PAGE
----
House church evangelism on the border

As he watched his three-year-old daughter, Rachel Beth, go from door to door in a small neighborhood in Laredo, Ryan Jespersen saw the love of Christ overflowing from her enjoyment of preaching to people that stopped to listen as she told them that Jesus loved them.

Jespersen, director of urban missions, and his family were members of a mission group that ventured down to Laredo over Christmas break to do mission work through a partnership with Go Now Missions, Texas Baptist River Ministry, and Hope 1:8 Missionary Initiative.

He and his wife, Joanna, along with their daughters, three-year-old Rachel Beth and one-year-old Mary Kate, were able to experience what it means to be a Christian doing God's commanded work, even at the youngest of ages.

"One of the things we did want to emphasize with the trip was the family mission trip aspect," said Jespersen.

The team was comprised of 16 Go Now Missions students representing 12 universities and 16 churches. Go Now Missions coordinates collegiate student mission trips across Texas and around the world. The students who traveled to this area hoped to bring the gospel to the people that needed to hear it the most.

For years, the Texas Baptists River Ministry has been affected by a roller coaster of changes, events, and emotions that take place at the border between Texas and Mexico each and every day.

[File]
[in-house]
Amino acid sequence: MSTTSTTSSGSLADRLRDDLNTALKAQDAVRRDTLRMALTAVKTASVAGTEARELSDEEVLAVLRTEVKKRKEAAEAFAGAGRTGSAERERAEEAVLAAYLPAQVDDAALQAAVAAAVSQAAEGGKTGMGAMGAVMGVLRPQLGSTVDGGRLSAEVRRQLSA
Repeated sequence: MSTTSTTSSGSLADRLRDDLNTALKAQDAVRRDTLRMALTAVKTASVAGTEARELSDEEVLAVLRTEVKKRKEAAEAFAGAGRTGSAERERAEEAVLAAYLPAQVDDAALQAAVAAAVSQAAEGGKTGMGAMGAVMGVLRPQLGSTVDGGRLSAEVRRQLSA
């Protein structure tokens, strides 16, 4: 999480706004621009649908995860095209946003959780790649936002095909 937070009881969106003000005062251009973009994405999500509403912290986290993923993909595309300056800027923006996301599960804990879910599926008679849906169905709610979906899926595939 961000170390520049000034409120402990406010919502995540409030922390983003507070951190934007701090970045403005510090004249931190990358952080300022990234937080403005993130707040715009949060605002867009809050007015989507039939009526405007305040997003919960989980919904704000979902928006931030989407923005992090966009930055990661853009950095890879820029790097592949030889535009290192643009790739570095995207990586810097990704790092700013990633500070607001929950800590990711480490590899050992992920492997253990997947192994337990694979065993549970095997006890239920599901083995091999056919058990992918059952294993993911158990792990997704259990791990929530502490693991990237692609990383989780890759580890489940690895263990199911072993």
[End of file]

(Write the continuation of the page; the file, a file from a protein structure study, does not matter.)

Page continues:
"Our goal for these mission trips is to try to get as many students as possible from different schools to come to the river and have a good missions experience," said Daniel Rangel, director of River Ministry. "We wanted them to go back to their schools and churches after the trip and challenge others to take the journey and do mission work on the border."

Since then, two Baptist Student Ministry groups have contacted Rangel to plan future trips to the border, including Caitlyn Barbee and her UTA BSM group going Spring Break 2014.

While the students were there, they participated in door-to-door evangelism, but because of the language barrier, many of them were apprehensive in their approach to sharing the gospel.

"I was hesitant at first to sharing the gospel, but I quickly learned that being a prayer warrior is crucial in reaching out and spreading the word of Christ," said Betsy O'Neil, a student at Stephen F. Austin State University. "I have been able to come home and bring back what I have learned and apply it to my relationships here at school. That, in itself, has made the Laredo mission trip priceless."

While walking the neighborhoods with some students to invite kids to the youth rally they were hosting that night, Caitlyn Barbee, campus missionary intern at University of Texas at Arlington Baptist Student Ministry and the adult coordinator for the Go Now team, witnessed students speaking with the local kids.

She paused for moment and watched as the students continued to carry on a conversation with the kids and their parents. As she walked up to the group that was gathered, she noticed that the students were not just talking to the kids, they were translating the Bible into Spanish so they could understand and were telling them about Jesus.